Indexes of heart rate variability (HRV) based on linear stochastic models are independent risk factors for arrhythmic death (AD). An index based on a nonlinear deterministic model, a reduction in the point correlation dimension (PD2i), has been shown in both animal and human studies to have a higher sensitivity and specificity for predicting AD. Dimensional reduction subsequent to transient ischemia was examined previously in a simple model system, the intrinsic nervous system of the isolated rabbit heart. The present study presents a new model system in which the higher cerebral centers are blocked chemically (ketamine inhibition of N-methyl-D-aspartate receptors) and the system is perturbed over a longer 15-min interval by continuous hemorrhage. The hypothesis tested was that dimensional reduction would again be evoked, but in association with a more complex relationship between the system variables. The hypothesis was supported, and we interpret the greater response complexity to result from the larger autonomic superstructure attached to the heart. The complexities observed in the nonlinear heartbeat dynamics constitute a new genre of autonomic response, one clearly distinct from a hardwired reflex or a cerebrally determined defensive reaction.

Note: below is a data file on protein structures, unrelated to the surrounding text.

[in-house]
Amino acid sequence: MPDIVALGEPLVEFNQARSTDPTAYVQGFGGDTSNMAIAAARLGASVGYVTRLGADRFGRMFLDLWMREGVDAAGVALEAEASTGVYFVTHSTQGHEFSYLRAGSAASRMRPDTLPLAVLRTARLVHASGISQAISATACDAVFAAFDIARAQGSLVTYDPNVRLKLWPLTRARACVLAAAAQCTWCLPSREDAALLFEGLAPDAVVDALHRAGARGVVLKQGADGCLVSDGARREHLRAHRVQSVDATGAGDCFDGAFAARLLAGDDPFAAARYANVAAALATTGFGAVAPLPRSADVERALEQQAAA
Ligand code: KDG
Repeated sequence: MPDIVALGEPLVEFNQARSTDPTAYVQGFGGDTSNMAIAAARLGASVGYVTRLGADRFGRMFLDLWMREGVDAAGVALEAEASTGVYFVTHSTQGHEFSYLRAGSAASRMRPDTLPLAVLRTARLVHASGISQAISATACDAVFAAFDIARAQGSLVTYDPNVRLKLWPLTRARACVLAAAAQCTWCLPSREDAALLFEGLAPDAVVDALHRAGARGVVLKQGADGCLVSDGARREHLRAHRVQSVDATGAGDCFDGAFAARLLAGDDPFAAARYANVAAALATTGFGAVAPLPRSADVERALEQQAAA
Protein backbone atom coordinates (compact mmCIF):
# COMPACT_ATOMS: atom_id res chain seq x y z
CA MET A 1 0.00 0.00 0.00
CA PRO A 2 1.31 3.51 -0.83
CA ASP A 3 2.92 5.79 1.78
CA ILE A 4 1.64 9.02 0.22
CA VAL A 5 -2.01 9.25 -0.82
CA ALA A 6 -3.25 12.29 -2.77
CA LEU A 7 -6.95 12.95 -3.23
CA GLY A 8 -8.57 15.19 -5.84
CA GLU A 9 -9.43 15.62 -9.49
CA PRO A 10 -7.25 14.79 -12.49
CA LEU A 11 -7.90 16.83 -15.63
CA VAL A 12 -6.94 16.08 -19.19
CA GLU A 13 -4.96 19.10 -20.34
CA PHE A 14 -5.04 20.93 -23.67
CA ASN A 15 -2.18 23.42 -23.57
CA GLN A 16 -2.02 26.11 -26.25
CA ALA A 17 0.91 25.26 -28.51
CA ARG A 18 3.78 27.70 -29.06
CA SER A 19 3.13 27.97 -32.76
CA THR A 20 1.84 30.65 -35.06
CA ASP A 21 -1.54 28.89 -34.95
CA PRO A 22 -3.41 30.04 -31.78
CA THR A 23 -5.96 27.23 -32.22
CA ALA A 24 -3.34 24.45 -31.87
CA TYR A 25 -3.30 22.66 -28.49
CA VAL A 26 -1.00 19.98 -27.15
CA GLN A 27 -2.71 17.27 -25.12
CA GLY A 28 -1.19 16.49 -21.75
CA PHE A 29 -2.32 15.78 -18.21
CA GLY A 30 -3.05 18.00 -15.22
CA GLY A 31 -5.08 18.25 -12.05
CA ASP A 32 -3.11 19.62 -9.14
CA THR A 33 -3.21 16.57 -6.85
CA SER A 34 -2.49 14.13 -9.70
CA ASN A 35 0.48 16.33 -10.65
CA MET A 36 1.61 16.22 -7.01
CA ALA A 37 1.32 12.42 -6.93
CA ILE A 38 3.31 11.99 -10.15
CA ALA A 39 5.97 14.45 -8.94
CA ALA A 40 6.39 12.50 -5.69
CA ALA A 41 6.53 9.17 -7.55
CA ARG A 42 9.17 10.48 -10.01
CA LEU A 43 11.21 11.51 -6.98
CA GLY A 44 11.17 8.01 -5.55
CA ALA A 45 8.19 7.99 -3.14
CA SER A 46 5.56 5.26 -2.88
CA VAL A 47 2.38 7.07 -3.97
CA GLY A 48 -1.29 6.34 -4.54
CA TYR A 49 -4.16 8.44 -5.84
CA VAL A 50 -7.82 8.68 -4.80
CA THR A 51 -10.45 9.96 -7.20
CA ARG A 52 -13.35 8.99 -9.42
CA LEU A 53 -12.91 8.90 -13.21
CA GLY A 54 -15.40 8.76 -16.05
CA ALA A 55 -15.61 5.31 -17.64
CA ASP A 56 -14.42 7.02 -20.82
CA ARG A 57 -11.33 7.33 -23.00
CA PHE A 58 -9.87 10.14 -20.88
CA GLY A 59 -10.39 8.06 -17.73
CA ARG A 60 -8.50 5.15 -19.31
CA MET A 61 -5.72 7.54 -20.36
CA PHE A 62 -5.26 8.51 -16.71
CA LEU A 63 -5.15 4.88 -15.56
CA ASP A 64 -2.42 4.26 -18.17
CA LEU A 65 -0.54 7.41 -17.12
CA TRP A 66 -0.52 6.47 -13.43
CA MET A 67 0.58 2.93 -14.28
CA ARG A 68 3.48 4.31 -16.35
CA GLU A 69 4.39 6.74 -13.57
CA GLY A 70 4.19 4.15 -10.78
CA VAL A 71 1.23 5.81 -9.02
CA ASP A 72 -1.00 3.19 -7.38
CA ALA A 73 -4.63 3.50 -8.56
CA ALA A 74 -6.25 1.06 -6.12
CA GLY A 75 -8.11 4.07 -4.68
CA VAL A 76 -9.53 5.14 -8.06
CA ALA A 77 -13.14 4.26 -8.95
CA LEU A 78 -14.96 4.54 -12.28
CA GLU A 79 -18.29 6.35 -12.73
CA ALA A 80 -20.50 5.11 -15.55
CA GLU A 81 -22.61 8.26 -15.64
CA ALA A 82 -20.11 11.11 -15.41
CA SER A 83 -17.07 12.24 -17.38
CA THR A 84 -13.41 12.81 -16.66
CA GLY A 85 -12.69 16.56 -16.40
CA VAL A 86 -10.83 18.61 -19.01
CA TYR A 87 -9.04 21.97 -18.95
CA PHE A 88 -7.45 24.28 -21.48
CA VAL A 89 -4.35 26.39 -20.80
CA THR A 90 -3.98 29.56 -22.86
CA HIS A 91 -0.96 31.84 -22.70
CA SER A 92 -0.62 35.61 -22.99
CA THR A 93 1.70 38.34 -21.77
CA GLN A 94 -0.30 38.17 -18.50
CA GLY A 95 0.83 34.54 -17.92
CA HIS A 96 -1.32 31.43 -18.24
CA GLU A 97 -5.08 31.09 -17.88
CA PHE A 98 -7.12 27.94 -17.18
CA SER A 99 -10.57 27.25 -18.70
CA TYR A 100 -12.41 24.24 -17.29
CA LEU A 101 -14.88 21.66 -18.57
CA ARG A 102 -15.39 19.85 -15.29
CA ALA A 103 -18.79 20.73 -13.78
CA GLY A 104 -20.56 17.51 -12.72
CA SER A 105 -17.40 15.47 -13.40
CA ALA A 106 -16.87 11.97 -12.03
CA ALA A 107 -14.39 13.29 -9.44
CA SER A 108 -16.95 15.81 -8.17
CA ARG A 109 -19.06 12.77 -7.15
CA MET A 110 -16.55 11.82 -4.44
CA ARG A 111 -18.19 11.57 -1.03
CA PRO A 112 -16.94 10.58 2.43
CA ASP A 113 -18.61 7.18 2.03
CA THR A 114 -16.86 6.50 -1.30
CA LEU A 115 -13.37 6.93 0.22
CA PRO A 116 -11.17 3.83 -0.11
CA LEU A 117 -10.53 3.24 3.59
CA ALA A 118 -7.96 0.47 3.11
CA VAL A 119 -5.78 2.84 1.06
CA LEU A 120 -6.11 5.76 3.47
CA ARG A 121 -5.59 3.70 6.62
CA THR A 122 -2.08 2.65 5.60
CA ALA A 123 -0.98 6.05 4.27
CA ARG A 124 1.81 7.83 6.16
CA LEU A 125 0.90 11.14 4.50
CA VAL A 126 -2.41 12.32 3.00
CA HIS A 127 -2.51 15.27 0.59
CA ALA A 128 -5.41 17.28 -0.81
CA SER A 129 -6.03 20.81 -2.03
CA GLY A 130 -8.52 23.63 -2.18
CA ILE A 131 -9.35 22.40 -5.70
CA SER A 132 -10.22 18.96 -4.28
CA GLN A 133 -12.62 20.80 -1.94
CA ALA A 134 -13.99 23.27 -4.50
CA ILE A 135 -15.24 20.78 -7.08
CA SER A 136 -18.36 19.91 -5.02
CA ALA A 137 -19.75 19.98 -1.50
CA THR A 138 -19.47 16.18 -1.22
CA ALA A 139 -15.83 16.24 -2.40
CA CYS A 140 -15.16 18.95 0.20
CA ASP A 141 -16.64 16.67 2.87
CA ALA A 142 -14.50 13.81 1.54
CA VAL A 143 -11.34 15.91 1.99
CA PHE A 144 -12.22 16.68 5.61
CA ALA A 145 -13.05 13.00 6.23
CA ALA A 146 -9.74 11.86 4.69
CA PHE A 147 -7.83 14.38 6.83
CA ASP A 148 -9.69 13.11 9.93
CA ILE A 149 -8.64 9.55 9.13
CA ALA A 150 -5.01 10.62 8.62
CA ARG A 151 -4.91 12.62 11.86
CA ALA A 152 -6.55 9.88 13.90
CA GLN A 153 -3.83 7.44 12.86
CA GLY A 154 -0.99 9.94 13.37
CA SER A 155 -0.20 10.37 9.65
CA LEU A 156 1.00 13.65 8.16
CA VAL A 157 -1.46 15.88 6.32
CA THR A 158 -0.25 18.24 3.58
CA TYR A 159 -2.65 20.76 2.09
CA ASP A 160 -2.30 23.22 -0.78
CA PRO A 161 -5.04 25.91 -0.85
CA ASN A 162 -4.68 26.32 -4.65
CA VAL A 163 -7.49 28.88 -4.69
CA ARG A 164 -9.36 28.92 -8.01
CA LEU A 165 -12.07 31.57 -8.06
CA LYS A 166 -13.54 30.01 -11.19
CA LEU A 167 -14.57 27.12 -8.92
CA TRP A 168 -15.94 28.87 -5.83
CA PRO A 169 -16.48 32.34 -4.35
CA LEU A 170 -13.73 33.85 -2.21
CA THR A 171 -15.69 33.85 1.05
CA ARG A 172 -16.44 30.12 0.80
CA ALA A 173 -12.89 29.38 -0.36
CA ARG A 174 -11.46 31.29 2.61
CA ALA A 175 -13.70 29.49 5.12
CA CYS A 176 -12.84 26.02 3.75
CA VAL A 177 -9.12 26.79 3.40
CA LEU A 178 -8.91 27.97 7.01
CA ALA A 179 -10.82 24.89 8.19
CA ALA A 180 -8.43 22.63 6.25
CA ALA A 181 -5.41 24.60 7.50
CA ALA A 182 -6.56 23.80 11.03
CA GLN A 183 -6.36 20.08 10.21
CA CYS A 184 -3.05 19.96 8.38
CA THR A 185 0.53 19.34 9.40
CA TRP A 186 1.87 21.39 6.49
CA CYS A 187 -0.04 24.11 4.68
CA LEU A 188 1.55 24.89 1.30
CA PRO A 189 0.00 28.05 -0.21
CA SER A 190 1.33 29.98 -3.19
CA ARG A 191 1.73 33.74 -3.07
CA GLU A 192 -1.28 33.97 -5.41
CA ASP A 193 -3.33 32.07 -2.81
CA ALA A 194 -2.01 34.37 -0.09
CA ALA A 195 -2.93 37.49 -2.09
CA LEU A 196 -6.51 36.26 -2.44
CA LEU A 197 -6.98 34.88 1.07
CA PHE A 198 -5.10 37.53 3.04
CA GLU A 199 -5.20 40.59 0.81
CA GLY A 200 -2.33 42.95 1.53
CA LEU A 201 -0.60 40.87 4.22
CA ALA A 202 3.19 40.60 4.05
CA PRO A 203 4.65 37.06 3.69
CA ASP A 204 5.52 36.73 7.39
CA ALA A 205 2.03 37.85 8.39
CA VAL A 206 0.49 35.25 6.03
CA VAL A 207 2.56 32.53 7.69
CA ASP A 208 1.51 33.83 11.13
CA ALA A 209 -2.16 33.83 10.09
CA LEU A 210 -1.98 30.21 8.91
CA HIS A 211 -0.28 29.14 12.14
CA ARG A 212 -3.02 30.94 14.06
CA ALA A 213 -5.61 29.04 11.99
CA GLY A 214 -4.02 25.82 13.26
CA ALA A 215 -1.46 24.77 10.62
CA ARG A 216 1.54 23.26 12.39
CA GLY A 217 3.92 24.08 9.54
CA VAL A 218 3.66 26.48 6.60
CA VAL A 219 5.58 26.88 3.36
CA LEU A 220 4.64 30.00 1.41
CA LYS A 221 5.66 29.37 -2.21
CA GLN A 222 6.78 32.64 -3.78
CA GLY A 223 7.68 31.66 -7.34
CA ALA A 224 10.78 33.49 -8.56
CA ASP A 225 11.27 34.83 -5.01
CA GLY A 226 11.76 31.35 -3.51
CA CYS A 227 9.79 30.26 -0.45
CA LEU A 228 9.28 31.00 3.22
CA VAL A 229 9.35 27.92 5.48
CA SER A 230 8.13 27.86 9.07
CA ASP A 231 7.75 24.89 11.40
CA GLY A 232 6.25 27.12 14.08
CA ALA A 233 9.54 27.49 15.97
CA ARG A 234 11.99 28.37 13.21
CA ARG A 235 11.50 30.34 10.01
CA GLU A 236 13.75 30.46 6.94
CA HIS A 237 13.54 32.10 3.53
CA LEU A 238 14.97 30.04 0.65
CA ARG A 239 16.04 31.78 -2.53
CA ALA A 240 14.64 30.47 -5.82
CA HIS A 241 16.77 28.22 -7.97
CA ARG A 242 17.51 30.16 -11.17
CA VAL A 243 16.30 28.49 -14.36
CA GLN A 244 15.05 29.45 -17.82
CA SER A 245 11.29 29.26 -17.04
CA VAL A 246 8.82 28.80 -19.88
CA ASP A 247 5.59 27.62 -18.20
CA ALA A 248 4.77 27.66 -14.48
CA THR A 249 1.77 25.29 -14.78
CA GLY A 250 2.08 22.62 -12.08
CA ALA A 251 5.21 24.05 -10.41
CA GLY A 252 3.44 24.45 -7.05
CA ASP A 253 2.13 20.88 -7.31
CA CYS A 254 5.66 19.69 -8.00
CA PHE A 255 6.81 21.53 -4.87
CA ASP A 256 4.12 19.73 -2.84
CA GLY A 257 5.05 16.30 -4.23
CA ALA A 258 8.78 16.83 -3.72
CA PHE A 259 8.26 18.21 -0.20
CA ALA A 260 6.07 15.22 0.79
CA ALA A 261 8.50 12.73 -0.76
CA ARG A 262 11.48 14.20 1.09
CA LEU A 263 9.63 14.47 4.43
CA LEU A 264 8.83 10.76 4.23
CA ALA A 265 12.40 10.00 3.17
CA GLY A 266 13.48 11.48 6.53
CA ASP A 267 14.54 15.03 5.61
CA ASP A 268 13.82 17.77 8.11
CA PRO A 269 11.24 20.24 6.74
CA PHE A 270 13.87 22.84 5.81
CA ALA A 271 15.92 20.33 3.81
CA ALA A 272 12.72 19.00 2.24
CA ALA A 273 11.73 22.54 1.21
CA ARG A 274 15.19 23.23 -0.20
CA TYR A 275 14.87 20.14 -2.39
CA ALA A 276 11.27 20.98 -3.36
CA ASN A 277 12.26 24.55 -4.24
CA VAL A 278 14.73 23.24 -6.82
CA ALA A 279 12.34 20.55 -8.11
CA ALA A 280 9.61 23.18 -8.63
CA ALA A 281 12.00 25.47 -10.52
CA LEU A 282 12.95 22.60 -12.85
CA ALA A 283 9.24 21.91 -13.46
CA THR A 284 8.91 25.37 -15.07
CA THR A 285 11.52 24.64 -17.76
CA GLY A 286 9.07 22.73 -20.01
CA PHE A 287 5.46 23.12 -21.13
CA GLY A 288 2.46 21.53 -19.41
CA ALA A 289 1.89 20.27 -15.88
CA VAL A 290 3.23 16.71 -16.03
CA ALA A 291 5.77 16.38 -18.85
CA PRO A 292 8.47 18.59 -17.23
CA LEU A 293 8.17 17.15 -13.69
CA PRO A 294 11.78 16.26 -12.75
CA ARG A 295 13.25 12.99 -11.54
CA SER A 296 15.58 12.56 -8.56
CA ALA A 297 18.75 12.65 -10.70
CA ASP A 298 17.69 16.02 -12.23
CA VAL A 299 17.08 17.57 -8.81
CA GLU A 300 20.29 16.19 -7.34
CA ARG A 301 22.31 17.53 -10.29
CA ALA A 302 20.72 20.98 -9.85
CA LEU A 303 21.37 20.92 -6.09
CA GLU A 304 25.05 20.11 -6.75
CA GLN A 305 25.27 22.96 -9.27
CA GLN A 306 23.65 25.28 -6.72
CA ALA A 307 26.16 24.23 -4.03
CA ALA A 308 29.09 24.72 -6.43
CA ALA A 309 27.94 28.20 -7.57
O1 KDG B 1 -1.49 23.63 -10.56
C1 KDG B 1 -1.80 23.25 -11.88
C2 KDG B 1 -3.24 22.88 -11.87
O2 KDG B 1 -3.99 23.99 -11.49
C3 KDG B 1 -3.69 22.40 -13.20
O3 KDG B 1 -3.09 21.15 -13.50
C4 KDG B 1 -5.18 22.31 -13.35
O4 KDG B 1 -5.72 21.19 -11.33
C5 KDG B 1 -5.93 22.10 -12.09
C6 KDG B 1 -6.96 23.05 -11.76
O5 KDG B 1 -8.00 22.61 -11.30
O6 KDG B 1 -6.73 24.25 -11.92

Published In/Presented At
Skinner, J. E., Nester, B. A., & Dalsey, W. C. (2000). Nonlinear dynamics of heart rate variability during experimental hemorrhage in ketamine-anesthetized rats. American journal of physiology. Heart and circulatory physiology, 279(4), H1669–H1678. https://doi.org/10.1152/ajpheart.2000.279.4.H1669
Medicine and Health Sciences
Department of Emergency Medicine